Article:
A Photograph Is Worth a Thousand Words
Knowledge and continuing education are consistently central when discussing the improvement of laboratory technique and advancements in our work, yet one essential element is too often overlooked: the importance of photographic information for communication. One of the soundest investments for technicians and dentists alike is a quality camera, the cost of which is minimal in light of the vast benefits you will discover and experience.
I could not agree more with the idea that “a picture is worth a thousand words.” As technicians, the one persistent obstacle we find on a daily basis is the lack of communication or the “disconnect” we experience trying to decipher the scope of our patients’ wants and needs. When used properly, photographic information alleviates much of these difficulties and vastly improves the quality of and patient satisfaction with our work. Photographic technology, advancements, and simplicity can often provide the basic esthetic and functional and additional entry points. parameters that the case may otherwise lack.
For those either already using photographic material or planning to implement it, I have a few suggestions. First, capture the “macro” view—the face of our client; after all, patient satisfaction is always key. Comprehension of the tooth position in the face for any restorative process is paramount. Next, the “micro” view is vital. Color communication, tooth angulations, and embrasure spaces must not be ignored. This attention to detail aids both dentist and patient, reduces chairtime, and allows the technician to work from a more informed position. The use of photographic materials not only benefits the patient and the dentist, it also enhances our own skill and the quality of our work.
Lastly, photographic technology improves our ability to read and translate information in a way that clearly was not possible in the past, opening the door for more advancements in the future. Still, it is vital that the technician is able to properly interpret the relevant information, as this is a learned process; continuing education is paramount.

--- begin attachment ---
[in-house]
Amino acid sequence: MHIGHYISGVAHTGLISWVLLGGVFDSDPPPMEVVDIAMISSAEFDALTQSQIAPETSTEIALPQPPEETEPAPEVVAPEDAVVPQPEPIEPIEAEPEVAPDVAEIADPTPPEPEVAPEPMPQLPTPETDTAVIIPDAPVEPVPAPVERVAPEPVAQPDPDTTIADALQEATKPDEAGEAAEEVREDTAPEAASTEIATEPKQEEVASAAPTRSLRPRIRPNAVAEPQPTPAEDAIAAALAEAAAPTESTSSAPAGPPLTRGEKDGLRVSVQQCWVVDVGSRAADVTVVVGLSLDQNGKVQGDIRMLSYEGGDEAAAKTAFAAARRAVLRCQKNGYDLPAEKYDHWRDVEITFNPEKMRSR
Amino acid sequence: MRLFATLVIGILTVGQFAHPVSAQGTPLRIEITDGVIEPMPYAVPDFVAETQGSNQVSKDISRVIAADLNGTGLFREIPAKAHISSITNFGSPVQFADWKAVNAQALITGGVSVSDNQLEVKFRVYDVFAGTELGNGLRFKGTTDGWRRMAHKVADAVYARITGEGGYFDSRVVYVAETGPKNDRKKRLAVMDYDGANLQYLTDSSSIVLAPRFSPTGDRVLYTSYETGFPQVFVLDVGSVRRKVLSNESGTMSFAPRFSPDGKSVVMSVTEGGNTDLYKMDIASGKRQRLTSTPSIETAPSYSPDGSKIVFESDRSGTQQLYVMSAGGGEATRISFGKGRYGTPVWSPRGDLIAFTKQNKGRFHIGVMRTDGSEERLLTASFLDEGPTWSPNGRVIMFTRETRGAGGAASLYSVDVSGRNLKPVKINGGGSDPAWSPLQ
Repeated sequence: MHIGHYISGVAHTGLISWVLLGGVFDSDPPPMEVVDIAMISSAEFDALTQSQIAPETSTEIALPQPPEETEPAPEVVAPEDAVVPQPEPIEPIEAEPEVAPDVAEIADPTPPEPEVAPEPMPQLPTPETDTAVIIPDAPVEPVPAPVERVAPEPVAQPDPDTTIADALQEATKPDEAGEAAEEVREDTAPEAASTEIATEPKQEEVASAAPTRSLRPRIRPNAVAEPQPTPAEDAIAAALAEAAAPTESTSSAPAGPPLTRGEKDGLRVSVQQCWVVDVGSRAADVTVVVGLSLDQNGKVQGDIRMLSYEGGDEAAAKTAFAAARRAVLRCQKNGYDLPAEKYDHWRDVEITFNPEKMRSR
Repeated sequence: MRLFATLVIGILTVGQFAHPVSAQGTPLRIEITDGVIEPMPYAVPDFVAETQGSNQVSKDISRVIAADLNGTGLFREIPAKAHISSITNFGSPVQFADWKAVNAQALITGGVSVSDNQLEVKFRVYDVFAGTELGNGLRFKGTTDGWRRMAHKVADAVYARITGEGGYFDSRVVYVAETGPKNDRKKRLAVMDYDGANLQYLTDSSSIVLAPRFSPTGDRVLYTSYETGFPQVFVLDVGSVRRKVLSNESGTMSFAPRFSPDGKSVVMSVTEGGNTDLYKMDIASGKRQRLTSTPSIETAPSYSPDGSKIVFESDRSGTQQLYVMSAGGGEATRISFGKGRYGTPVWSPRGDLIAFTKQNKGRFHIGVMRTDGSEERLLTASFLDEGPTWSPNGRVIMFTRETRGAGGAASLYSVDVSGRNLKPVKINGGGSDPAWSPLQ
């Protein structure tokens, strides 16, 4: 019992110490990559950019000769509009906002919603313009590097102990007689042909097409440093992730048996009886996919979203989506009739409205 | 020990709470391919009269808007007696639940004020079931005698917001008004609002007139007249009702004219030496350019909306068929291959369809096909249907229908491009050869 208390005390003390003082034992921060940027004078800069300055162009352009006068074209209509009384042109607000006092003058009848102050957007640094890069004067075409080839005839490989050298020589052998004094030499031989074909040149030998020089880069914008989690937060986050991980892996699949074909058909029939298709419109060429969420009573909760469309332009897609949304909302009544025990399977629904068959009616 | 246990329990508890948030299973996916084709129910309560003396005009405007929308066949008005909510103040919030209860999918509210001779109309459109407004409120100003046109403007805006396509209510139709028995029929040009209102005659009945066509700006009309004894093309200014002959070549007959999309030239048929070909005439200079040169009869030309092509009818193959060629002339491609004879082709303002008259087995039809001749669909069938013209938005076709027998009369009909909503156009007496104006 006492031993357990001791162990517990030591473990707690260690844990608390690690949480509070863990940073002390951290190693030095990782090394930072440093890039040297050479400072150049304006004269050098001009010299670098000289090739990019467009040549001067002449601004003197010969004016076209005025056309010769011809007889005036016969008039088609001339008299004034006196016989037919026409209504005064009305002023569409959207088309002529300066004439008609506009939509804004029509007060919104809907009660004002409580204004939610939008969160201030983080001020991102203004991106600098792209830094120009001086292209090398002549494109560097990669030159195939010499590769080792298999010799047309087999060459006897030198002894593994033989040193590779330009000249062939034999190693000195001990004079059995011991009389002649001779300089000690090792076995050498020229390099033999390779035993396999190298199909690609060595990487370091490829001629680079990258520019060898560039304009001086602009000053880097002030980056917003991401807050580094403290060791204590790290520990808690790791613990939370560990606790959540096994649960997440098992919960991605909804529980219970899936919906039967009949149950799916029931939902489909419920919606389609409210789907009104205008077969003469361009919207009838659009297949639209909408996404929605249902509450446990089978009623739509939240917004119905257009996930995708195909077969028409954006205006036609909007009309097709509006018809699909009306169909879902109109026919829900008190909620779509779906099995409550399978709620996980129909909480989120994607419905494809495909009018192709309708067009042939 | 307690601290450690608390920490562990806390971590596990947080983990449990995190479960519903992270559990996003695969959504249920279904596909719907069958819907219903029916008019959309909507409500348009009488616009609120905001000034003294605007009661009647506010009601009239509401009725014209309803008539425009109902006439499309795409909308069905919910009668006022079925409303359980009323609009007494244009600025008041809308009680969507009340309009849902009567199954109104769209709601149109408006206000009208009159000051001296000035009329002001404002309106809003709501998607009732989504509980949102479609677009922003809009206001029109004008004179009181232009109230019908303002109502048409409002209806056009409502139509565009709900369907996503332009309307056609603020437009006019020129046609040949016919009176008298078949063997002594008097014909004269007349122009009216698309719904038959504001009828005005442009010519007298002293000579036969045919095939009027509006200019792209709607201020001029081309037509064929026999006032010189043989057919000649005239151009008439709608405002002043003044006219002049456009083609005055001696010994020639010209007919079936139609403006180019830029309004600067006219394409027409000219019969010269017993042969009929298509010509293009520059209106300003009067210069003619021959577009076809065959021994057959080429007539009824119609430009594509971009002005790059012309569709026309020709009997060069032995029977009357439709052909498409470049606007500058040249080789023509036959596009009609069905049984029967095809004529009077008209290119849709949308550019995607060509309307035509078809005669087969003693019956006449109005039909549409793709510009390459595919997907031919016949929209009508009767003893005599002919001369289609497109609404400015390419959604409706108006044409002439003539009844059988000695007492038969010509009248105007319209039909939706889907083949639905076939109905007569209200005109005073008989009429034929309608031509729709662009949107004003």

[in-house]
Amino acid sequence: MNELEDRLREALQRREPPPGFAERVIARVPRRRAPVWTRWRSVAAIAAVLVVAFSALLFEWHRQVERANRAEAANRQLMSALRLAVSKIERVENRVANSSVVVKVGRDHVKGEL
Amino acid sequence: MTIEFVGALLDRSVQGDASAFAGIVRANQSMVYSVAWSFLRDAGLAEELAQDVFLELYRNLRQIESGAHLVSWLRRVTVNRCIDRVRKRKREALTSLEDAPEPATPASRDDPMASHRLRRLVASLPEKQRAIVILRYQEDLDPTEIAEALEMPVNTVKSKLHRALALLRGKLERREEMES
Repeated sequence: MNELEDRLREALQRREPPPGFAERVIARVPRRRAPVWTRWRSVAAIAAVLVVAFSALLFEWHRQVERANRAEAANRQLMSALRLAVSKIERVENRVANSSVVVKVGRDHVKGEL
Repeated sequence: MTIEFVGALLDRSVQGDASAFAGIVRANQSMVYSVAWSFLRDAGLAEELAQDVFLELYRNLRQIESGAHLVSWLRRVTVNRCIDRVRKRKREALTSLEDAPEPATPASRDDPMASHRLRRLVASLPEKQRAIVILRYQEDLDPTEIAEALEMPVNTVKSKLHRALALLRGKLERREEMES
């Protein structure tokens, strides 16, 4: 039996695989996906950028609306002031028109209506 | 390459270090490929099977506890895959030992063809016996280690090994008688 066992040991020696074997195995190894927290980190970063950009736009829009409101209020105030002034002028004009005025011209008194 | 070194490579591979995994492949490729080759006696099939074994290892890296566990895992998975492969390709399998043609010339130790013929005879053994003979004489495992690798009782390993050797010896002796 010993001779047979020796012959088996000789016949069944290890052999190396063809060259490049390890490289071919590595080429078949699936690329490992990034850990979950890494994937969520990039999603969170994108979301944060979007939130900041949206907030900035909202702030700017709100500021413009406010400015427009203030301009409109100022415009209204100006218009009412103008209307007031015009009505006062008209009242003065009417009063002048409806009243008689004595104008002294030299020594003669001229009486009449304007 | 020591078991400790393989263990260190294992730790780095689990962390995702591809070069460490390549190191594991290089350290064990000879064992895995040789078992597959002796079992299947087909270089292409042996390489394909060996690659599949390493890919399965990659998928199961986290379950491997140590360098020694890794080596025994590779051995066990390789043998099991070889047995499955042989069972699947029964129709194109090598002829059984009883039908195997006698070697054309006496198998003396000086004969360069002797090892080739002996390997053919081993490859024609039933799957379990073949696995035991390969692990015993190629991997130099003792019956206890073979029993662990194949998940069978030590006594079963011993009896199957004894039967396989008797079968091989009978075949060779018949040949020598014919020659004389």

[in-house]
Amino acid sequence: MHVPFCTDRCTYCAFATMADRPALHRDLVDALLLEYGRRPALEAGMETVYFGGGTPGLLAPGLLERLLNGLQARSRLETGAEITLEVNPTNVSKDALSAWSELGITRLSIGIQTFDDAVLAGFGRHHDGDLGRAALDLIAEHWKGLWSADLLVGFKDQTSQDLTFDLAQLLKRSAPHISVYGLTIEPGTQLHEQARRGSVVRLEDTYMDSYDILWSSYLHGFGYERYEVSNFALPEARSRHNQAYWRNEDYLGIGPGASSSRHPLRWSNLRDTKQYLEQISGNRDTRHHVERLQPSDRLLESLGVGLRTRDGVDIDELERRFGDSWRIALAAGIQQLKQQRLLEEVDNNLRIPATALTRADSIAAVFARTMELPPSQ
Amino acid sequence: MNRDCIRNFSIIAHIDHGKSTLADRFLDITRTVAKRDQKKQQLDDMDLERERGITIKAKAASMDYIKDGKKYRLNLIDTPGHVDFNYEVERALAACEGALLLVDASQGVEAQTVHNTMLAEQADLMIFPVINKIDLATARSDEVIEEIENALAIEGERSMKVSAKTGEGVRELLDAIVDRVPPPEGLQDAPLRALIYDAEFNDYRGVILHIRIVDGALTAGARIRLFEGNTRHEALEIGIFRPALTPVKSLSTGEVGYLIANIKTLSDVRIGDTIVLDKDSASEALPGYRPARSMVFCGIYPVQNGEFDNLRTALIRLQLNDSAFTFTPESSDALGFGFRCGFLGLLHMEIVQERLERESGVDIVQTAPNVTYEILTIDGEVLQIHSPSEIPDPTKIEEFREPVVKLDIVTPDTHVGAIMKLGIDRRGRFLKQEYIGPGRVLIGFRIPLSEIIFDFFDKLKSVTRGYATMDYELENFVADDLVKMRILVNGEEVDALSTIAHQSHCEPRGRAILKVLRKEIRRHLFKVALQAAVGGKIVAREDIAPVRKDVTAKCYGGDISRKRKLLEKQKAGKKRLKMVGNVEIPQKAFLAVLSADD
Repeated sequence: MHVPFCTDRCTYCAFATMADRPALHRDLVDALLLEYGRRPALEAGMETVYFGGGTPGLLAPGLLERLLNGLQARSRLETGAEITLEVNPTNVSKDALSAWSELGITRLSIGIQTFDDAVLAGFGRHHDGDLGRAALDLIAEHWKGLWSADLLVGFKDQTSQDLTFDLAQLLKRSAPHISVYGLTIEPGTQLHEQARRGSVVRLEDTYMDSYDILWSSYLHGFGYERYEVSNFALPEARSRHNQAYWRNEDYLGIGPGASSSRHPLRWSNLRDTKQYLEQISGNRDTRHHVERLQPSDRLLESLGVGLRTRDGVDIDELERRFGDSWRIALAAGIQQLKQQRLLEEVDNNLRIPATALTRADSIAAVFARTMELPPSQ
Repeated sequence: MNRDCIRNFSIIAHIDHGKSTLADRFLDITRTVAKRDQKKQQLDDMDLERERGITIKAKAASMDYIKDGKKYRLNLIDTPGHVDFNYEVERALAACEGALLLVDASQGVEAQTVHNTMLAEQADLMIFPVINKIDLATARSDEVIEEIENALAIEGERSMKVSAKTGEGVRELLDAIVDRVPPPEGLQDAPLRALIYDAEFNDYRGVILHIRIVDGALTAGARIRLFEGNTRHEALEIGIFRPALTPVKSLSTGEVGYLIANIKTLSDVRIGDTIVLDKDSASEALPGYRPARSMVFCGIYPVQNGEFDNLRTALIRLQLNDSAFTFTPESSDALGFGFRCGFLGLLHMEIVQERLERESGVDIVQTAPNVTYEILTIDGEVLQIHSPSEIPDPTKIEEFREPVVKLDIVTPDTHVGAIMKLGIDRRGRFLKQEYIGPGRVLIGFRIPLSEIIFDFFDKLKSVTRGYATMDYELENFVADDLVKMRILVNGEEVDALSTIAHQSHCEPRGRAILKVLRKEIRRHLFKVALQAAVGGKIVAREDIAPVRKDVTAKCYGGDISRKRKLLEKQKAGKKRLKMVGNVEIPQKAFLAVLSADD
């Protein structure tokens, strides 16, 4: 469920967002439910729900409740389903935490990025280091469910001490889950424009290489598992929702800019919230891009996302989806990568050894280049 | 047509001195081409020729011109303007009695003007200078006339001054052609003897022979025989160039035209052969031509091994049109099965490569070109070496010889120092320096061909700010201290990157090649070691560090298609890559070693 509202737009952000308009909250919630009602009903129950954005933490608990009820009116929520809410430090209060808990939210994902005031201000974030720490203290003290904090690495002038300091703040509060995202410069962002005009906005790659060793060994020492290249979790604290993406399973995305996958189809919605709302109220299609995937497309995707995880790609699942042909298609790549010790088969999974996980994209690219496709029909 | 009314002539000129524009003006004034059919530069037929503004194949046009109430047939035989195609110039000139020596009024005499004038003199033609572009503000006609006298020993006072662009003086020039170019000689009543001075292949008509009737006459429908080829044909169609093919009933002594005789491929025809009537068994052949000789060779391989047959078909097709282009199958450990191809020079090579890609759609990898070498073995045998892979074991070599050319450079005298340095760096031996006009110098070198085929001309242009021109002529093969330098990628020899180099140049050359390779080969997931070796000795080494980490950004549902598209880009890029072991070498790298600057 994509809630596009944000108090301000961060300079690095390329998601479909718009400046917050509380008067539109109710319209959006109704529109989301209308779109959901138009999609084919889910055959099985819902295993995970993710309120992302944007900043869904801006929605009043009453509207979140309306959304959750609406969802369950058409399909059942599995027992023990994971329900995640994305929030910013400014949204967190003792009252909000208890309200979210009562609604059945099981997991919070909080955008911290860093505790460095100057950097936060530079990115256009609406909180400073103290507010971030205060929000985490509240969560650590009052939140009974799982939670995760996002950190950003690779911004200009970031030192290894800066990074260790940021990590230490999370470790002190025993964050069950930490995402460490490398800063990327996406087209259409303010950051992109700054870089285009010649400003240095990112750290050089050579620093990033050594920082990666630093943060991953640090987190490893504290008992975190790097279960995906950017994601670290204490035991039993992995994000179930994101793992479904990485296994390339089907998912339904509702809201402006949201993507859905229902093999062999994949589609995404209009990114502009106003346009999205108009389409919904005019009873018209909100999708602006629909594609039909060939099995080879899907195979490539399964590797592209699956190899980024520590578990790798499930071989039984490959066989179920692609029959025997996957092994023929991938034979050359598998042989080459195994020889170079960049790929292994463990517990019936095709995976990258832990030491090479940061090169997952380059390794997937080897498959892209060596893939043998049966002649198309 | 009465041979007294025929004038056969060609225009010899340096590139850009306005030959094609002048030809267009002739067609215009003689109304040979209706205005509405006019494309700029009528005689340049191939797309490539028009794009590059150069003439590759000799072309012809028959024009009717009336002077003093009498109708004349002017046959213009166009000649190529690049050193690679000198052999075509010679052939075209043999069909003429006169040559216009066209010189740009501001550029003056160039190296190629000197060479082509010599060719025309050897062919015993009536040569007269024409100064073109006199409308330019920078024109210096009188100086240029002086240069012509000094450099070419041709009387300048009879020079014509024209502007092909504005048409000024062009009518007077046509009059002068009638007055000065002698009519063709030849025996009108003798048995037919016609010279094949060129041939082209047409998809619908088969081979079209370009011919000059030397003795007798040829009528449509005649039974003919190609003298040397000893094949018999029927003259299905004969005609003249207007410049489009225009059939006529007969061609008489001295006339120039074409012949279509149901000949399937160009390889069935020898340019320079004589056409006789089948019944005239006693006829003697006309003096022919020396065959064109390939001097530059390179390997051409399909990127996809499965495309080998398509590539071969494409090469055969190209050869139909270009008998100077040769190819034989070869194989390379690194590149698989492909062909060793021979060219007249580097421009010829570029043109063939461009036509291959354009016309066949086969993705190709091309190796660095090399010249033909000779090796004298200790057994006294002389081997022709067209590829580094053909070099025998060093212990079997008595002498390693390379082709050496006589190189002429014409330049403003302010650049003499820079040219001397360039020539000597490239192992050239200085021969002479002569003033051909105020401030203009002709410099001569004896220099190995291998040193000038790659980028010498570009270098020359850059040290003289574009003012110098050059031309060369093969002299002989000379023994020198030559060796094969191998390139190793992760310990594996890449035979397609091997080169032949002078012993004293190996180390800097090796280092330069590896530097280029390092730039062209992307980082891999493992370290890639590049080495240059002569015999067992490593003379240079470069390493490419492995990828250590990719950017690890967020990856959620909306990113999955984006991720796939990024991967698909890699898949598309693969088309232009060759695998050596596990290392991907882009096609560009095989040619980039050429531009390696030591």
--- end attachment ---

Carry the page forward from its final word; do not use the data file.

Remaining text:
The newest generation of dentists is not satisfied with the parameters of the past. As technicians, we must therefore lead by walking the walk, ie, first by learning how to implement photography into our work and then by sharing this knowledge with our dentists. This process may begin with creating simple before-and-after photographic cases and progress to using advanced software to showcase technique sequences. Such photographic documentation in published articles can be informative for dentists, patients, and fellow technicians.
In my office we have incorporated video, allowing us to more fully grasp our patients’ wants and needs by seeing who they are and what they are looking to gain from this experience. Fundamentally, though, video allows us to capture that specific patient’s most natural lip position during speaking, which is simply not possible through still photography alone.
Expanding our knowledge of photography and videography is well worth the investment, as their use in our profession is limitless. Good luck!
Peter Pizzi, MDT, CDT